As for the first clip, well, I think that if someone attacks in this way, i.e. like a whirlwind, an enemy group which is, let's say, armed with short swords, he will cause a lot of damage there, because he will stab and give blows in all directions at high speed. I would say that this would have a very combative effect. As a method in a formation, it is certainly not intended.

Basically I would say about the ornamental movements, as they are performed in the clip with the guan dao, that their purpose is to enhance the manual control over the weapon, i.e. the fighter becomes one with the weapon, so that it is used in maximum efficiency at the moment of the actual attack.
 
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Jul 2019
44
Victoria
As for the first clip, well, I think that if someone attacks in this way, i.e. like a whirlwind, an enemy group which is, let's say, armed with short swords, he will cause a lot of damage there, because he will stab and give blows in all directions at high speed. I would say that this would have a very combative effect. As a method in a formation, it is certainly not intended.

Basically I would say about the ornamental movements, as they are performed in the clip with the guan dao, that their purpose is to enhance the manual control over the weapon so that it is used in maximum efficiency at the moment of the actual attack.
Thats what i thought too. If you strike them like this it would scare someone to death. But what if enemies equipped themselves in 5m long pikes? Then the harberdier is in great disadvantage. For the guan dao clip with the rotating, like you said makes a lot more sense.
 
Jul 2015
293
Japari Park
Guandao techniques were not found in Wubeizhi. Also, it is not a "weapon for training", it is a weapon of war. Please do not confuse imperial exam weightlifting guandao with the actual weapon. I am not sure what is a Michumdao.

Modern wushu performance has very little relation with the actual martial arts.
 
Jul 2019
44
Victoria
Guandao techniques were not found in Wubeizhi. Also, it is not a "weapon for training", it is a weapon of war. Please do not confuse imperial exam weightlifting guandao with the actual weapon. I am not sure what is a Michumdao.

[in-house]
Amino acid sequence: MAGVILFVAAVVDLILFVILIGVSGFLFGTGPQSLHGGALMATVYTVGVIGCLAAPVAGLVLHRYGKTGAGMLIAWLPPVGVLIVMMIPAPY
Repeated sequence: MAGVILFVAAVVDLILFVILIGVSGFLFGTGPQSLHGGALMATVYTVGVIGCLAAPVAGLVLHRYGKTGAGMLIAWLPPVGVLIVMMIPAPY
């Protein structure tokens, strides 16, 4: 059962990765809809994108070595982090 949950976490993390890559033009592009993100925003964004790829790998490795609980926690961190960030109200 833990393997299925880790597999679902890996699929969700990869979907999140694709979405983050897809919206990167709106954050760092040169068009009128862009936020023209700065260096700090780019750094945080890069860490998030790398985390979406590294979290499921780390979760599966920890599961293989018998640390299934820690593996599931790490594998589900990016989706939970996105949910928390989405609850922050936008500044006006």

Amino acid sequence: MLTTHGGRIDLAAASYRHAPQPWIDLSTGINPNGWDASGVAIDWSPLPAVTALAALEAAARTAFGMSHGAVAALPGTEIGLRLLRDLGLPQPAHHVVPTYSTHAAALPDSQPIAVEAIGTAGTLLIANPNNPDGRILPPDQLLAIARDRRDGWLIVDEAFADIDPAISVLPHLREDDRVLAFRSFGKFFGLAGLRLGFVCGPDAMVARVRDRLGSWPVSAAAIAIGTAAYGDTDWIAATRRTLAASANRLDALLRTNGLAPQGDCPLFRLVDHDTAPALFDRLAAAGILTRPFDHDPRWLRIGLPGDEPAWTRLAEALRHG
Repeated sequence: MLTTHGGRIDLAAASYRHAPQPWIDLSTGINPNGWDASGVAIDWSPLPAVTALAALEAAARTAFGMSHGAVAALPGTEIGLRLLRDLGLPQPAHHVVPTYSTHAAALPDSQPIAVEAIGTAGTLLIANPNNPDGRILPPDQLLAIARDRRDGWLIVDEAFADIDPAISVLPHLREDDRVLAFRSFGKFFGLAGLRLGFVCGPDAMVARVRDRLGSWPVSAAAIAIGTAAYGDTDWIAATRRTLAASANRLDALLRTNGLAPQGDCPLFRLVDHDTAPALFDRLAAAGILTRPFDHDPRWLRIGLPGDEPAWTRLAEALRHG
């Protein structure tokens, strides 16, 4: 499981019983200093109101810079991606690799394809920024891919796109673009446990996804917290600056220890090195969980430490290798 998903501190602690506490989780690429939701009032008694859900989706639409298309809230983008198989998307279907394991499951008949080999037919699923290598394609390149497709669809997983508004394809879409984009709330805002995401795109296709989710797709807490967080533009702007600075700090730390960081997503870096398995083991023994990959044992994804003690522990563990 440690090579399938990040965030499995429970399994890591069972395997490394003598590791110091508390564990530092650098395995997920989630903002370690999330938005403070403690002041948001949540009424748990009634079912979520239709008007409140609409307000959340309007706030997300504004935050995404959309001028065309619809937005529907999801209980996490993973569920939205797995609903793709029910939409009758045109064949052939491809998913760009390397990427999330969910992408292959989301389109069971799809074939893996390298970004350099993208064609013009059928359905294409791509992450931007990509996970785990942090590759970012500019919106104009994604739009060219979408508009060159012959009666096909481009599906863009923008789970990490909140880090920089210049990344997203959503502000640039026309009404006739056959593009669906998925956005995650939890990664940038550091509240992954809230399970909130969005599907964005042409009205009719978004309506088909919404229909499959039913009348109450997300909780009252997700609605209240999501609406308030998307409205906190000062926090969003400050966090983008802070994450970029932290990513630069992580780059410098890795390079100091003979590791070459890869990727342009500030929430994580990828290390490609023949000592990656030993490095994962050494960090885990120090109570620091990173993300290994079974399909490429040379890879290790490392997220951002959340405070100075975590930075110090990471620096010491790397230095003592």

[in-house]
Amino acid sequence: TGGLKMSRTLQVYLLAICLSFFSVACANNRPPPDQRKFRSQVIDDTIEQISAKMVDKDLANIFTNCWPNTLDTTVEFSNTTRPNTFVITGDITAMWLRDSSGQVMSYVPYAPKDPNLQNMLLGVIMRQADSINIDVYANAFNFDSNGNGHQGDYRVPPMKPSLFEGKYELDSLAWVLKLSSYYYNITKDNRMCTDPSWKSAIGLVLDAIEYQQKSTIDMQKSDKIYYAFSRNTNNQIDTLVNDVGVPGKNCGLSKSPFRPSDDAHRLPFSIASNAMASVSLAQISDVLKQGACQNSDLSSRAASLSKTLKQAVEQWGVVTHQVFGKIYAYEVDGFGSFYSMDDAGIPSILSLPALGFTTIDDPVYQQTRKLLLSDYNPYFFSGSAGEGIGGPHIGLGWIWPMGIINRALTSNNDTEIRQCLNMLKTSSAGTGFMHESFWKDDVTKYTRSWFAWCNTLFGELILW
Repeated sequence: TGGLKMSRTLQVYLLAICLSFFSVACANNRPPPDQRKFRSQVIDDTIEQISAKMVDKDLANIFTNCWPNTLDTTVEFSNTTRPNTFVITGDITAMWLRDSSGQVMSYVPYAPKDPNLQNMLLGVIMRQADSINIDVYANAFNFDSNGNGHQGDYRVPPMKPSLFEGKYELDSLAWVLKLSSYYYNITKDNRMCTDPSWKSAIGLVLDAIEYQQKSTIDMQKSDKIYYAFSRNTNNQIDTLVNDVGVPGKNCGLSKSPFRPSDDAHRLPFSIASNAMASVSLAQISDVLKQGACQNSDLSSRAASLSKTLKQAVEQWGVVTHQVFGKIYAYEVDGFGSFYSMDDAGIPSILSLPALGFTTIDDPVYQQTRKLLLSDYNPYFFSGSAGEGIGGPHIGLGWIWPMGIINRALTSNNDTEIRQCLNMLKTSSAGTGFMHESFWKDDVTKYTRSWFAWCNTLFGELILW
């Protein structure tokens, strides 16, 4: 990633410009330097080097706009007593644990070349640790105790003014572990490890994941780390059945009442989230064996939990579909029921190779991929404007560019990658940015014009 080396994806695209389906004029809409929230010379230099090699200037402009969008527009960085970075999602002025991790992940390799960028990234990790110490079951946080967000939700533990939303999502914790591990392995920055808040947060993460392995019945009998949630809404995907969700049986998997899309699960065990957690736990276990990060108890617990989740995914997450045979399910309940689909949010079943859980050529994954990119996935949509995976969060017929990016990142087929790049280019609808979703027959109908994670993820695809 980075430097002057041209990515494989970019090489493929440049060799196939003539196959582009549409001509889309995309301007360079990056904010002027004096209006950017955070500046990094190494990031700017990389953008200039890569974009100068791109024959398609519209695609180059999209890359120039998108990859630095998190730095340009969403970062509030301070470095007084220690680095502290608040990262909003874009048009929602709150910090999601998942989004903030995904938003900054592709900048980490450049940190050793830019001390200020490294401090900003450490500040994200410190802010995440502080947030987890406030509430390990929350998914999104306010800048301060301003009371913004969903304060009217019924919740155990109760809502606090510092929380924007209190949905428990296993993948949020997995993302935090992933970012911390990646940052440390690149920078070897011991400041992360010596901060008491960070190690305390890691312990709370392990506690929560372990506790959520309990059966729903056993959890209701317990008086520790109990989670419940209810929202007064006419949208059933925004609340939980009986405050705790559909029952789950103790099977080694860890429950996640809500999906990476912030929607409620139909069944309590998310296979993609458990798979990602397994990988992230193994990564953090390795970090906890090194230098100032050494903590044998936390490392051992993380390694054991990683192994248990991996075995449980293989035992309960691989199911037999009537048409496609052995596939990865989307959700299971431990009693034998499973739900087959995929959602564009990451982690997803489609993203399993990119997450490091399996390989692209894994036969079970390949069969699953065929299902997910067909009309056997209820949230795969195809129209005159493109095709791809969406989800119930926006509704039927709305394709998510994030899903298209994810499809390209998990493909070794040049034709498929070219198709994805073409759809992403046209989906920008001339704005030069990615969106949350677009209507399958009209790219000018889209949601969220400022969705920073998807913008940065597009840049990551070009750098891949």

Modern wushu performance has very little relation with the actual martial arts.
If it wasn't found in the Wubeizhi, where did the Koreans get it from? The Muyedobotongji doesn't list it. Also it says in the last sentence, "Mao Yuan Yi said: that the cresent sabre looks very fearsome but is not effective for combat."

Michumdao is the Korean prounciation of the chinese blade with similiar characteristic to the Hyeopdo.

My initial prompt was that both the guandao form and Hyeopdo form has a lot of spinning. No one said wushu performance was similiar to "real" martial arts.

EDIT: the title was suppose to be Muyedobotongji not wubeizhi
 
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Jul 2015
293
Japari Park
If it wasn't found in the Wubeizhi, where did the Koreans get it from? The Muyedobotongji doesn't list it.
No idea to be honest. Probably some Chinese arts that already went extinct in China.

A few Muyedobotongji martial arts can only be found in Muyedobotongji itself (Horseback double swords, horseback flail etc).


Also it says in the last sentence, "Mao Yuan Yi said: that the cresent sabre looks very fearsome but is not effective for combat."
Yes, I am aware of that. He's definitely wrong though. We have multiple depictions of guandao in combat as well as surviving Guandao that saw combat use/combat damage.

My initial prompt was that both the guandao form and Hyeopdo form has a lot of spinning. No one said wushu performance was similiar to "real" martial arts.

EDIT: the title was suppose to be Muyedobotongji not wubeizhi
Hyeopdo etc in Muyedobotongji seems to follow the same taolu (routine) training method as often seen in many Chinese martial arts. Taolu is basically a training routine that familiarize/trains the practitioner to various movement in the art (the fancy "wushu performance" is basically an over-exaggerated form of taolu).

Taolu sometimes compress multiple techniques into one movement (or one flow of movement) to save time. For example, Wing Chun Biu Jee form throws alternate left and right elbow strikes in opposite directions in rapid succession, which teach the practitioner how to elbow strike using either of his arms. But you are not supposed to throw multiple elbow strikes in rapid succession during actual fighting. Similar logic can be applied to weapon forms as well.